It's sometimes nerve wracking but it also makes me proud to be a part of the Northport Fire and Rescue and to try to live up to the example of so many E's who I look up to and admire.  With the drama of life that I see on a constant basis it reminds me of how precious life is and how much we need to enjoy what we do.  So, as a drama teacher I think I truly am an anomaly since I don't let theatre define my entire existence.  As an EMT I am somewhat an anomaly as well, since I don't know too many others who do what I do in the day time.  And as a half century human being I am an anomaly because I still can't let "middle age" become the victor -- I still find the humor in clips like this;

So being an anomaly may be sometimes smelly, but it's a lot of fun!

Stay well my friends and I hope to see you on the road!

Tuesday, July 23, 2013

Night of the Lepus....uh, Killer Bunny

There are many things I enjoy in life.  Long walks on the beach (or anywhere for that matter) with my beaugtiful wife, deep-fried cinnamon rolls the size of your head, the laughter of my children, The Princess Bride (and Star Trek, Star Wars, The Big Bang Theory) and Monty Python.  That being said, it will come as no surprise to those of you who know me that I recently had a Monty Python day of sorts.

I have now been in the process of gathering bicycles and restoring them in order to sell and give all of the proceeds to Sunrise Day Camp.  I call this project ReCycle for Sunrise and its the latest fundraising effort of Connor's Army.  As much as my beautiful wife Amy likes to take romantic walks on the beach with me, she's not too keen on my riding across the country again anytime soon.  So I've been converting my corner of the basement (meine kleine mannhöhle) into my bike repair workshop so I can fix the bicycles that have been so graciously donated to our cause.  Some I find on the road and others have been given to me by friends or family (thanks be to Joan!).  In working on them I often find myself feeling a bit like F.G. Superman in the sketch below;

Of course, I don't always change clothing before I get to work but you get the idea.  I've lost track of how many bicycles I've sold in the last two years (the project really started before the Ride Across America) but I know we've made over $2,000 from the sale of these bicycles alone.  I don't sell them for very much, basically for about half of what a comparable bike would go for on Craig's List.  I clean them all up, lube them up, replace any parts that need to be replaced, and true the wheels if they need to be trued.  I then look for a comparable bike and then print out a sign and place it on my front lawn here on Main Street in Northport during the weekends.  I've even had people come by and say they've heard about me and were wondering if I had a particular type of bike.  Word of mouth can be a powerful marketing tool I guess.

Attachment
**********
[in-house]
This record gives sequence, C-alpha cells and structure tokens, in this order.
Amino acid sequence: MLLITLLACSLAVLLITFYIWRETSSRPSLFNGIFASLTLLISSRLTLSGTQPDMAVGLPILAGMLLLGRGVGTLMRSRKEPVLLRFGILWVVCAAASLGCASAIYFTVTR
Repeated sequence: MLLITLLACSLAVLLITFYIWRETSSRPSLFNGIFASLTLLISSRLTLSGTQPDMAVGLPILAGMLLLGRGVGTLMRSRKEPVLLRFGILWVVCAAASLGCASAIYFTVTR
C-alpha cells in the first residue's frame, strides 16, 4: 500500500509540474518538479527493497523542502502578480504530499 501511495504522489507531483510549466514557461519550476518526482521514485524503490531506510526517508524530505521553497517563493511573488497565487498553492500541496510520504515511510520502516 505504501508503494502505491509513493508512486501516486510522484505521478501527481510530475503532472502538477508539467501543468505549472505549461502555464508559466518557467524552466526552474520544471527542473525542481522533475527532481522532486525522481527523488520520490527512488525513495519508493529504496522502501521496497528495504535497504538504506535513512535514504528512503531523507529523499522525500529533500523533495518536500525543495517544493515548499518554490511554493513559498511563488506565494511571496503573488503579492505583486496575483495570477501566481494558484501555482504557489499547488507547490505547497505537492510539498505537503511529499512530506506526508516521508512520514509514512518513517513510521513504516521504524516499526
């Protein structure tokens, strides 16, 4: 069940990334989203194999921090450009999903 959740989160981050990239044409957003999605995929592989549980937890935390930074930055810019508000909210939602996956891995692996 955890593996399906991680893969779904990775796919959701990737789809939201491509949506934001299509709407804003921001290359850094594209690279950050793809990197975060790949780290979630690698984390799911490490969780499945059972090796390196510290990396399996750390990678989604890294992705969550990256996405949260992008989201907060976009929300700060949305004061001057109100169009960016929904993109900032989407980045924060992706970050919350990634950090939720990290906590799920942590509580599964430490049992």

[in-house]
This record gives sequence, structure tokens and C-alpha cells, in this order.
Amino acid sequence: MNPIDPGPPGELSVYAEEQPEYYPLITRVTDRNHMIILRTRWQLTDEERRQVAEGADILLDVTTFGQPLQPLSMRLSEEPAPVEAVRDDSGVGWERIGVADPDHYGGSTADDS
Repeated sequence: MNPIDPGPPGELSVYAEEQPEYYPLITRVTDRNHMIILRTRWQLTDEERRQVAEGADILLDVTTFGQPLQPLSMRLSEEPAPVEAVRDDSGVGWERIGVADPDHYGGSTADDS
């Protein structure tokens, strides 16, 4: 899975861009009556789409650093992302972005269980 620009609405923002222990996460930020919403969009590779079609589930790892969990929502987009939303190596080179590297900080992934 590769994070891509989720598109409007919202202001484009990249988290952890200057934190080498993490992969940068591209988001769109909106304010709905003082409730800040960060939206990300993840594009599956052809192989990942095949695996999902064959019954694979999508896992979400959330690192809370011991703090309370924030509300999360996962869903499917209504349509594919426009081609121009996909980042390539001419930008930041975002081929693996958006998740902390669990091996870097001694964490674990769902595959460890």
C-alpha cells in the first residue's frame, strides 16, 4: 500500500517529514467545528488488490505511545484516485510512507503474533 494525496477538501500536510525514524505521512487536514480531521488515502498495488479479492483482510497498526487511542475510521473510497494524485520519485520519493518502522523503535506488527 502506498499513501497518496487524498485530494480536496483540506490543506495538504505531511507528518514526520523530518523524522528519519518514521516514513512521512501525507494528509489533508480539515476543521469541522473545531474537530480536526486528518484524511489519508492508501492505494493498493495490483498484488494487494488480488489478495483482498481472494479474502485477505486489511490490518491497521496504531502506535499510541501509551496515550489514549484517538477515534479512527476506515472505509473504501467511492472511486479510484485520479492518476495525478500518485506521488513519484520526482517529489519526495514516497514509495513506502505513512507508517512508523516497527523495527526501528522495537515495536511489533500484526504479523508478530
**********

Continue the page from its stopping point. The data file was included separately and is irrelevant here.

But aside from Bicycle Repairman, there is another connection I had last Sunday with my Monty Python side.  To really understand this Pythonesque moment, I need to give you a little background.   Way back in the day, although not completely "old school"(which from the graphic below you can see is a bit behind the front haunches but not all the way to the mid spine), I had a summer job with my friend Ed Trevorrow.

We worked for the German Civil Corps of Engineers which was attached to the military base at Katterbach, Germany.  Our summer job was basically to cut all the grass in the area below;
It really wasn't such a bad gig since we had self-propelled mowers for most of the work (every now and then we had to use sling blades) and for the first part of the summer we got to ride behind them on these trailer seats until someone decided it was too dangerous for fifteen-year-old kids to be doing that and they took them away.  It was also funny as hell because the four of us would show up about 8:00 every morning but we would never roll out until 8:30.  It would always take us 30 minutes to get there and then our German supervisor would have to take a break at 10:00 which would last half an hour.  We would work until 12:00 and then head back for lunch which would take an hour.  It would then take us about half an hour to get back to wherever we had left off.  We'd work until about 2:30 when he would have another half hour break and then finish up about 4:00.  It wasn't until half way through that we learned these "breaks" basically consisted of all the civil service employees meeting back at the garage to drink a beer or two.  I guess civil service can be the same everywhere.
So it was usually up to me, Ed and the other two summer hires to do most of the grass cutting.  One day while out cutting grass we came across a couple of baby rabbits.  Now, we were curious as any teenage boy might be and we wanted to gete a closer look.  Big mistake!!!!!  As we edged closer to get a look at the "herd" (yes, that is actually the technical term for a group of rabbits) big mama bunny decided we were a threat and came right at us.  Did you know they make a hissing sound when threatened?  And they do have a crazed look in their eye when they attack.  Now this was probably the summer of 1979 but since I had been in Germany since 1976 (and Augusta, GA before that) I had not really seen Monty Python and the Holy Grail.  It wasn't until years later that I saw the movie and realized that the "killer rabbit" was probably just a mama bunny protecting her young ones;